When I got tested in 2011, I was the first to ask my doctor’s office about genetic results. Exasperated with the transition to electronic medical records, they weren’t eager to deal with yet another change. But the more patients ask, the more doctors are listening. That’s what the Internet has done in countless industries: Force old dogs to learn new tricks. It’s never pretty, but the results have been overwhelmingly positive.
The test has been on the market since 2007, and now the FDA says something? Allowing consumers to get direct access to their own data doesn’t seem like much of a safety issue. If 23andMe’s tests are not as accurate as others, let that be known. Indeed, it is good that the FDA has pointed out that the company has not proven its tech according to FDA standards. BUT, that’s not exactly cause to shut down the service either. Getting to the health revolution that we all know is right around the corner will also require dealing with the old regulatory structures that were set up before the information age. That makes it a bit of a tough road. The FDA needs to be updated for the times. Here’s the 23andMe story.
“America put a man on the Moon in less than a decade. I said a full decade to provide some wiggle room,” Stuart K Williams told Wired.co.uk.
Williams is heading up the hugely ambitious project as executive and scientific director of the Cardiovascular Innovation Institute at the University of Louisville. Throughout his prestigious career spanning four decades he has focused on researching surgical devices and bioengineering, and the idea for printing the heart whole from scratch was inspired by the work of one of the pioneers in both these fields — Charles Lindbergh. Lindbergh might be best known for flying solo across the Atlantic and for the Crime of the Century (when his infant son was kidnapped and murdered) but he also created a glass perfusion pump with Alexia Carrel that would keep the human heart alive outside the body, paving the way for heart surgery. The pair also discussed regenerative medicine in their book The Culture of Organs.
Health-savvy consumers will love the fact that soon they’ll be able to go into a Walgreens to get their blood tested using only a finger prick instead of a needle in the arm. Kudos to Theranos for making it happen.
Damaged or diseased organs may someday be healed with an injection of blood vessel cells, eliminating the need for donated organs and transplants, according to scientists at Weill Cornell Medical College.
In studies appearing in recent issues of Stem Cell Journal and Developmental Cell, the researchers show that endothelial cells — the cells that make up the structure of blood vessels — are powerful biological machines that drive regeneration in organ tissues by releasing beneficial, organ-specific molecules.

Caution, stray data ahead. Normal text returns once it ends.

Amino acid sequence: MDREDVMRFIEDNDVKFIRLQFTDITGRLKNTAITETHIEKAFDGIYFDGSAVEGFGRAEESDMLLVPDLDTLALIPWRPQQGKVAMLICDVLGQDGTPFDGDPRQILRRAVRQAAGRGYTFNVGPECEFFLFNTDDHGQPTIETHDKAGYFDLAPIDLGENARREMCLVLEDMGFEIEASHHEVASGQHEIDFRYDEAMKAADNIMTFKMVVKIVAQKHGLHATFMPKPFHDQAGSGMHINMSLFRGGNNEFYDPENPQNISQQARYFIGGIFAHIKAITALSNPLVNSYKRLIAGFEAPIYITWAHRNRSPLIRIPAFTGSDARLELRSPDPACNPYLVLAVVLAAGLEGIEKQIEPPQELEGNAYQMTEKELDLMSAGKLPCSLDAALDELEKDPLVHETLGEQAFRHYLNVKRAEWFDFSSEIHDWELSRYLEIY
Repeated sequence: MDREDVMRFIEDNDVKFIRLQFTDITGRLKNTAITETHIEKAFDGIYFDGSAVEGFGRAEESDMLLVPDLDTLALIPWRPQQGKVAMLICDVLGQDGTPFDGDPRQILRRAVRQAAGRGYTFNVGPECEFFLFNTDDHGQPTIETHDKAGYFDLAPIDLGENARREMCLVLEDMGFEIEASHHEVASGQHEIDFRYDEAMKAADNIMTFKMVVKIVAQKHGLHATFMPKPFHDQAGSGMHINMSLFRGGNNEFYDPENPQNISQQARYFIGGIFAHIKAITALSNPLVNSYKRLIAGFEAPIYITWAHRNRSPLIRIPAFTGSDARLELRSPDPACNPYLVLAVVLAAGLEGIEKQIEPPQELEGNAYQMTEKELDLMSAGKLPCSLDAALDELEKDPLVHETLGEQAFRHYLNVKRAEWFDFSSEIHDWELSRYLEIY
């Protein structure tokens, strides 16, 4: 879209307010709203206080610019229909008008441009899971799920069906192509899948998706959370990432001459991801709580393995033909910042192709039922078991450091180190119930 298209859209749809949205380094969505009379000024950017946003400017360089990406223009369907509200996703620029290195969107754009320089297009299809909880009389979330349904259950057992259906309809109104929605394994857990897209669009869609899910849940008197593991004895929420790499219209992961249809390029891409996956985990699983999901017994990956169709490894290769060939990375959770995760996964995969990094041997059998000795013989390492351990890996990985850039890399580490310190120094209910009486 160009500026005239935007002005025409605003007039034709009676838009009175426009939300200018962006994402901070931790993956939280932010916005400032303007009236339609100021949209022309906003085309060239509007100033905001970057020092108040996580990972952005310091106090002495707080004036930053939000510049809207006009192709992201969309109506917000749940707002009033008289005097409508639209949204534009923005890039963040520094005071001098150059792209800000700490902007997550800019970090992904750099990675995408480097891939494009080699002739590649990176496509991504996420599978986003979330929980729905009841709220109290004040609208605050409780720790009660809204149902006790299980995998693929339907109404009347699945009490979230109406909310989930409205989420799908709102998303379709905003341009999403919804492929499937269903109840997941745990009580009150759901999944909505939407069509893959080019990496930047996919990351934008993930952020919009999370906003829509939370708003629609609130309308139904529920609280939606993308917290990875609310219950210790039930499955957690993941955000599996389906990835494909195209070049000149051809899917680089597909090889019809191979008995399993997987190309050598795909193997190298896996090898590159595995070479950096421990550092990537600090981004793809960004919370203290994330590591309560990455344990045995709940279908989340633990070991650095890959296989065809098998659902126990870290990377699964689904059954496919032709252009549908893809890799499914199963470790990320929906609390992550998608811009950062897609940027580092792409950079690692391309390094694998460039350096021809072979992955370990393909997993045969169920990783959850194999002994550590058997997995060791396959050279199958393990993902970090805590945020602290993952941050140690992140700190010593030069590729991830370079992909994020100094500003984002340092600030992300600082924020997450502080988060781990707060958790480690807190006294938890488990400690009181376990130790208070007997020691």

They discovered this by decoding the entirety of active genes in endothelial cells, revealing hundreds of known genes that had never been associated with these cells. The researchers also found that organs dictate the structure and function of their own blood vessels, including the repair molecules they secrete.
Together, the studies show that endothelial cells and the organs they are transplanted into work together to repair damage and restore function, says the study’s lead investigator, Shahin Rafii, M.D., a professor of genetic medicine and co-director of the medical college’s Ansary Stem Cell Institute and Tri-SCI Stem Center. When an organ is injured, its blood vessels may not be able to repair the damage on their own because they may themselves be harmed or inflamed, says Dr. Rafii, who is also an investigator at the Howard Hughes Medical Institute.
Will a person’s own brain cells be used to repair their brain one day? Maybe. Here’s an article that discusses the potential first steps — taking brain cells from a living person and growing more of them.
Researchers at the University of Western Ontario have found that cells from brain biopsies can be used to grow large numbers of patient’s own brain cells. These new therapeutic cells, when reintegrated in to the patient’s brain, express a broad array of natural and potent protective agents providing preservation and protection against injury, toxins, and neurodegenerative diseases such as Parkinson’s. The study was published in The FASEB Journal.
Today’s news that Google is launching a new company (Calico) to fight aging is epic. Epic. Fighting aging used to be the realm of biologists and doctors, but now that the engineers are getting involved, progress will likely move much faster. This is very good news for those of us who want to see health spans extended for everyone.